Fairleigh Dickinson’s multi-modal communication system enables the university to notify its 12,000 students and staff by e-mail, text message, voice messages or a combination of those methods about snow days, flooding, major schedule changes and emergency campus information. “We realized that not all of our system users check e-mail constantly or consistently, so we needed a system that could broadcast to e-mail, cell phones or home phones,” says Neal Sturm, CIO at Fairleigh Dickinson. “We had to plan for ways to be absolutely certain to get messages out if a disaster struck.”
A strong communications backbone is critical when dealing with unexpected events. Your continuity plan should include a private IP network for communications, according to Forrester Research. If this seems like overkill to you, your CEO or CFO, consider what might happen in a health pandemic during which your company’s regional or national workforce is forced to stay home: To remain productive, they need to be able to access business systems on the corporate network from home, which would require your company to have a private IP network, VPN connectivity or some other type of dedicated Internet service. With such technology in place, employees can continue to work, and executives can continue to engage in high-level daily discussions and decision-making about business operations.
4. Document procedures, train employees and test the plan. An untested plan is only a half-step above no plan at all. An April 2007 report from Forrester Research states why IT leaders must be strong advocates of regular continuity and disaster plan testing: “Aside from an actual disaster, it’s your only chance to ensure that everything works the way it should. The middle of a disaster is not the time to discover your plan isn’t up to scratch.”
Quiznos’s Derosier says his company tests its continuity plan and disaster recovery system quarterly. Specifically, Quiznos checks the viability of its off-site applications by running test scenarios on the applications for each functional business unit. The company will run a dummy royalty franchise payment through the backup applications system, for example, or add a fictitious diagnostic employee to the testing roster to evaluate how the backup financial and accounting systems work. The city of Sparks, Nev., has implemented regular testing as well.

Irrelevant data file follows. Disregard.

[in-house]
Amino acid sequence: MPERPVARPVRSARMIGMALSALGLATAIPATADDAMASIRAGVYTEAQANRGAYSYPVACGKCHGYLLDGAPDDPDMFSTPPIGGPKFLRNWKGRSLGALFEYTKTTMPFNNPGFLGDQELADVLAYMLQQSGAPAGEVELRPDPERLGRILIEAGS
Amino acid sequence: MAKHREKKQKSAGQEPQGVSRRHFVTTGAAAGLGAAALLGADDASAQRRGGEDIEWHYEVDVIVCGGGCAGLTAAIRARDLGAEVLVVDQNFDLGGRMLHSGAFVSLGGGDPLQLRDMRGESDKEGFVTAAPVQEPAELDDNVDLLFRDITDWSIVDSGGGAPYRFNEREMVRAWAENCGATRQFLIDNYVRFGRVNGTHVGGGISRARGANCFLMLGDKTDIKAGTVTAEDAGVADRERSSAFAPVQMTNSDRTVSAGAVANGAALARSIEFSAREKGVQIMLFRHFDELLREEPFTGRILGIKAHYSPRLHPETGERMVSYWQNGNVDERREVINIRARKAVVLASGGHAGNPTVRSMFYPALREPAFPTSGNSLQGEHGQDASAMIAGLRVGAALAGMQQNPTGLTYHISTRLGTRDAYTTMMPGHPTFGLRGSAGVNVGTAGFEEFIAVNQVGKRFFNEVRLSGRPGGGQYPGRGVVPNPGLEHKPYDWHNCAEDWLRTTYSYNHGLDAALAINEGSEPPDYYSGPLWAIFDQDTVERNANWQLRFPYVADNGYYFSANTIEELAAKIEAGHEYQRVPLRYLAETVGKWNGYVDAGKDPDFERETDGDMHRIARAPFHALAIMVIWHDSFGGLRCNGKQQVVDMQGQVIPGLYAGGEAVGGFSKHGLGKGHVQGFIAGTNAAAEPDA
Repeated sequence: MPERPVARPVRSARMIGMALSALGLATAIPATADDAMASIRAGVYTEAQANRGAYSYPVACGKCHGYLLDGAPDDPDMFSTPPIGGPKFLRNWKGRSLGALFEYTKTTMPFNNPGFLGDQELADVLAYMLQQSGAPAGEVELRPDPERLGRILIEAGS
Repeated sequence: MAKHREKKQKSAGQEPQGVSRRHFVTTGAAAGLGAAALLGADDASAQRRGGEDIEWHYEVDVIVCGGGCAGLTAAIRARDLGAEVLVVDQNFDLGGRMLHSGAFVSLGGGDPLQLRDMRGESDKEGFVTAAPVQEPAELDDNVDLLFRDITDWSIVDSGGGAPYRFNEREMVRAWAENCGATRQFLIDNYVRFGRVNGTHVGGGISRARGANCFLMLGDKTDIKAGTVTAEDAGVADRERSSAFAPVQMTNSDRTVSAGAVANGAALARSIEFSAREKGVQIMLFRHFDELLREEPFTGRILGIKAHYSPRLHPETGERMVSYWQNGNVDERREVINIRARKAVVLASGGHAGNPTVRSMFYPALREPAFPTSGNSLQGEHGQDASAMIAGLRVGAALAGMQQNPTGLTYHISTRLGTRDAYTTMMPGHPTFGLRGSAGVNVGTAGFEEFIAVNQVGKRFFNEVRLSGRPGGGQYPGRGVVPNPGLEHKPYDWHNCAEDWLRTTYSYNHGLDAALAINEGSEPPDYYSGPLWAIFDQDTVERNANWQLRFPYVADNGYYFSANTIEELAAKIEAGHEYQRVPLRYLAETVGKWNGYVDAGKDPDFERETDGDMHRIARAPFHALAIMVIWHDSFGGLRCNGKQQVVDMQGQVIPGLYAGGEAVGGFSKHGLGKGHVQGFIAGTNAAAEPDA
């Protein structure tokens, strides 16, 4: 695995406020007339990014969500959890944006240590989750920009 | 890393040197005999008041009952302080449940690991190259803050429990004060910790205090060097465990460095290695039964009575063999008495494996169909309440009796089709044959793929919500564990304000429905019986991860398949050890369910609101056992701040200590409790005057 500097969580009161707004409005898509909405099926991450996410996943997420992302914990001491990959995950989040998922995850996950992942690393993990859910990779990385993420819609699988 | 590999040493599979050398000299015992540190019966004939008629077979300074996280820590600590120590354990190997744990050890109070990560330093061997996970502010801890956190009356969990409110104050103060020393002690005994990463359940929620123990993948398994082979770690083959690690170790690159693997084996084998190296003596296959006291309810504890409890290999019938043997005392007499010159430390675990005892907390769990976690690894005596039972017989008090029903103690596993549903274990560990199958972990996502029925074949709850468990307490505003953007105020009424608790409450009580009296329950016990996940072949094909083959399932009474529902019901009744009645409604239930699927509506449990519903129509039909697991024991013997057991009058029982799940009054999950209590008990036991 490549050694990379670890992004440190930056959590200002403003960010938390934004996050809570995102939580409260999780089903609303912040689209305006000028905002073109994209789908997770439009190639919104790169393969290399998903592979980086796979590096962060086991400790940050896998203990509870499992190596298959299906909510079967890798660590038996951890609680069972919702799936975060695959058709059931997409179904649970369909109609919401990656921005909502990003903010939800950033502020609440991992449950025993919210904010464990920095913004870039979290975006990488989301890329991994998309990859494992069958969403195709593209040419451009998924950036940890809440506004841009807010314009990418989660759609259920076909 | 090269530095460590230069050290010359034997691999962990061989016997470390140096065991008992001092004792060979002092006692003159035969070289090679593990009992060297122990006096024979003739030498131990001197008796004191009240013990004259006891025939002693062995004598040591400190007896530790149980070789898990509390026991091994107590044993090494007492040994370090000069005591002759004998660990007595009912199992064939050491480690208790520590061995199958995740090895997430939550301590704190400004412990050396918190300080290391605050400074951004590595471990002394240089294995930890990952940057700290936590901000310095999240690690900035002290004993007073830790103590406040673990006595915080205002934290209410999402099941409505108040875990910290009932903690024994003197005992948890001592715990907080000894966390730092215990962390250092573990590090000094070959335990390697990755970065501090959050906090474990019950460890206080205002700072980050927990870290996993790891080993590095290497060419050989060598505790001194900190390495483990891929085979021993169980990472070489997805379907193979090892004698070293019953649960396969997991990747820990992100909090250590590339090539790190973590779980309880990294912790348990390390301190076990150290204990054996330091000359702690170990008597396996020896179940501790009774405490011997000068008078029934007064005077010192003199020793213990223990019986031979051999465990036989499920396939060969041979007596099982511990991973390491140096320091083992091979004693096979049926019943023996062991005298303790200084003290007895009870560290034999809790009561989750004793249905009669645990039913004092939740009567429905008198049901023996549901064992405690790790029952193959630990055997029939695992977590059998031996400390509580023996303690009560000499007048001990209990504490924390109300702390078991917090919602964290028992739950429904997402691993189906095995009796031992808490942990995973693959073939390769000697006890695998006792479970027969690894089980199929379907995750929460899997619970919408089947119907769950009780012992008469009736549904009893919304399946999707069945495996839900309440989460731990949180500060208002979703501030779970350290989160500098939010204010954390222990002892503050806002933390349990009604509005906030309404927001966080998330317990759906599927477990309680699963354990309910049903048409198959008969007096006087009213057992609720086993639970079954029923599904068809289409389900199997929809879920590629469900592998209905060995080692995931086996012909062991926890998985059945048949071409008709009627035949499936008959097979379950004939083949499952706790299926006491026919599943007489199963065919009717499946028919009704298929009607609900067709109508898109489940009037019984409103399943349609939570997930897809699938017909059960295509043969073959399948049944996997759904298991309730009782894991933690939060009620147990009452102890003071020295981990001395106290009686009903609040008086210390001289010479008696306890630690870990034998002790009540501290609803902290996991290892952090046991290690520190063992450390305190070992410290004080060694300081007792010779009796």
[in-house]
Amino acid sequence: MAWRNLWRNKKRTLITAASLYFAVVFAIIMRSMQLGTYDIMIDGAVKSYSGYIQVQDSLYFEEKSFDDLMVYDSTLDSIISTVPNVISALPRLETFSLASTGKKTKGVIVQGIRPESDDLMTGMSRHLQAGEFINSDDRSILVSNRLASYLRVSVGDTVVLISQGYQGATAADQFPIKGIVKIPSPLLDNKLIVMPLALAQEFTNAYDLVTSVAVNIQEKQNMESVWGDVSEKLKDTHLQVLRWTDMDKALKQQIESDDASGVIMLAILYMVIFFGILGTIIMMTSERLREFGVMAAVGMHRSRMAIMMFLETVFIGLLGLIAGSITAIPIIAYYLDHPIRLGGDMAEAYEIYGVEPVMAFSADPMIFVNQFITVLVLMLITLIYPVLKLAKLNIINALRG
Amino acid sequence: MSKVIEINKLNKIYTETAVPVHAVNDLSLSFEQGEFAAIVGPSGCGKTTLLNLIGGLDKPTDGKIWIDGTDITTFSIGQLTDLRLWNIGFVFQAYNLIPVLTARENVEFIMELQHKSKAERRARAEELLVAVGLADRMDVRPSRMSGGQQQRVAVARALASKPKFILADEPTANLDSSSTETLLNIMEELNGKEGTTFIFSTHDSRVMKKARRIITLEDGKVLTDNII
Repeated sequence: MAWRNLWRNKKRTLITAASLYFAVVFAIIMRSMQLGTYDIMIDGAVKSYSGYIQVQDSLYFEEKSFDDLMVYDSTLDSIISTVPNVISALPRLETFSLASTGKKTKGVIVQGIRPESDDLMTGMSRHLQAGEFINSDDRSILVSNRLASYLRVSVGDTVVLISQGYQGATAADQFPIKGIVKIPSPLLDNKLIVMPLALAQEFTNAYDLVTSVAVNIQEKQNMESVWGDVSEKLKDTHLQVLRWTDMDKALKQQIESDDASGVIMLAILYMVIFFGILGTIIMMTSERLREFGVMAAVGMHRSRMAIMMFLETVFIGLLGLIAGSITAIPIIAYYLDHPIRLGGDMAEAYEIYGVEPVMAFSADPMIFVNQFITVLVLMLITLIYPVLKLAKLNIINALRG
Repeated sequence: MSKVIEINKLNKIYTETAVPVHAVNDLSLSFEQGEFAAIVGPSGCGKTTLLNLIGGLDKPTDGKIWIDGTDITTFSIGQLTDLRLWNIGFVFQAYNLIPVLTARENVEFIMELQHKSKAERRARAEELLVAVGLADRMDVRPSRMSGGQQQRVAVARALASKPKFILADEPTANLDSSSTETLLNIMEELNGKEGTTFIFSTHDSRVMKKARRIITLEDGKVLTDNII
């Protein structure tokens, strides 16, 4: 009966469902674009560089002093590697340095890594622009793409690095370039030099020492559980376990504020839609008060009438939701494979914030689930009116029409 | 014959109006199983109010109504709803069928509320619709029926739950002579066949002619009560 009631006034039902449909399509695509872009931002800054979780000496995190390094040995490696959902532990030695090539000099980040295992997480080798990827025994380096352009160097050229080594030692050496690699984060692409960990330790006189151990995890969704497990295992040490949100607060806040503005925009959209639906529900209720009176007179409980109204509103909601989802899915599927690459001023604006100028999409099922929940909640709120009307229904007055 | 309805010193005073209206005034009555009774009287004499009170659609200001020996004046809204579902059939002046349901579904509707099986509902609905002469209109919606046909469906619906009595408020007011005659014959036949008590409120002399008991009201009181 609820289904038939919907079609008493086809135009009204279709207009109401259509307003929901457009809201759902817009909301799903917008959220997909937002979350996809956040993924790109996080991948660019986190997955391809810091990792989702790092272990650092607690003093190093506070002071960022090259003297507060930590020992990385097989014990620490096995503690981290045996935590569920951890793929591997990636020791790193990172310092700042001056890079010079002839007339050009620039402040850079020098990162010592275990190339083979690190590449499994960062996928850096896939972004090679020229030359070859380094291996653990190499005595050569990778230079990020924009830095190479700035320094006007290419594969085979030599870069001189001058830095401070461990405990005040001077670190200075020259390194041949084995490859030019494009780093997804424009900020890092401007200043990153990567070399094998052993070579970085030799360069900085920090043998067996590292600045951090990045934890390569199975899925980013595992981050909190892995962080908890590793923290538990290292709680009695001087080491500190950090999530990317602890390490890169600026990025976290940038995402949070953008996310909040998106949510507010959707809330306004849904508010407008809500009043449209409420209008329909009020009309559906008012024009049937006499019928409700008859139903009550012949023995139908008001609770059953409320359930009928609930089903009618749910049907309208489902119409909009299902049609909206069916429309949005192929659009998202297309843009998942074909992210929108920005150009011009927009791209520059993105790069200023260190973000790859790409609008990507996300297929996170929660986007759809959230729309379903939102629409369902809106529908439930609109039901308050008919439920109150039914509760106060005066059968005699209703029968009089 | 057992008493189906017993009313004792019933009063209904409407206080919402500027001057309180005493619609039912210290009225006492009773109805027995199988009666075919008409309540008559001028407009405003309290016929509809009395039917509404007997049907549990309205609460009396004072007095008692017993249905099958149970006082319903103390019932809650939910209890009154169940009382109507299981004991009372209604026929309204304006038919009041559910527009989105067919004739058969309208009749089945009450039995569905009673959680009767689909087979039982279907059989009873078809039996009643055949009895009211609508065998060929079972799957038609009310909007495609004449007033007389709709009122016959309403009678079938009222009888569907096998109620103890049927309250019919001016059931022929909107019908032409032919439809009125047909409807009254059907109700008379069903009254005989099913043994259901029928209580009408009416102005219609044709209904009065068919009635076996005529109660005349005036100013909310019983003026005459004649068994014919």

Sparks’ Davidek says that documenting business continuity procedures in the plan along with employees’ tacit knowledge of those procedures should go hand in hand with testing it. There’s nothing worse than discovering that the only person who knows how to reinstall vital applications is on vacation. Something similar happened to Davidek a few years ago while he was on vacation. He had to quickly talk a systems administrator through the time-sensitive process of re-installing RAID drives (multiple disk drives that are combined into a single entity) over the phone because two had simultaneously failed and the systems administrator on site didn’t know how to fix it. Had that knowledge of installing RAID drives been documented and shared, the situation would have been solved more quickly and with less stress. Now Davidek ensures that his staff shares their knowledge. “We cross-train people in our department to spread out among people all of those little things you learn from experience,” he says. Other disaster experts advise building online documentation and knowledge center repositories that can be accessed quickly and remotely if necessary.
5. Update the plan. If you don’t update your plan to reflect changes in business operations and business processes, your business continuity plan will not work when you’re forced to use it because it will not reflect the way the business currently runs. For example, the plan should be revised with every new product or service offering, according to Quiznos’s Derosier. Without updates, new offerings may not be covered if the plan is applied, he says. Similarly, discontinued services should be removed from the plan so that it doesn’t attempt to protect something that is no longer there. Some companies, like Quiznos, hire a full-time business continuity specialist to update the plan once it’s created.
If thinking about the biggest “what if” questions seems melodramatic, consider the statement Bill Proenza, director of the National Hurricane Center, left on NOAA’s Hurricane Center website: “Preparation through education is less costly than learning through tragedy.”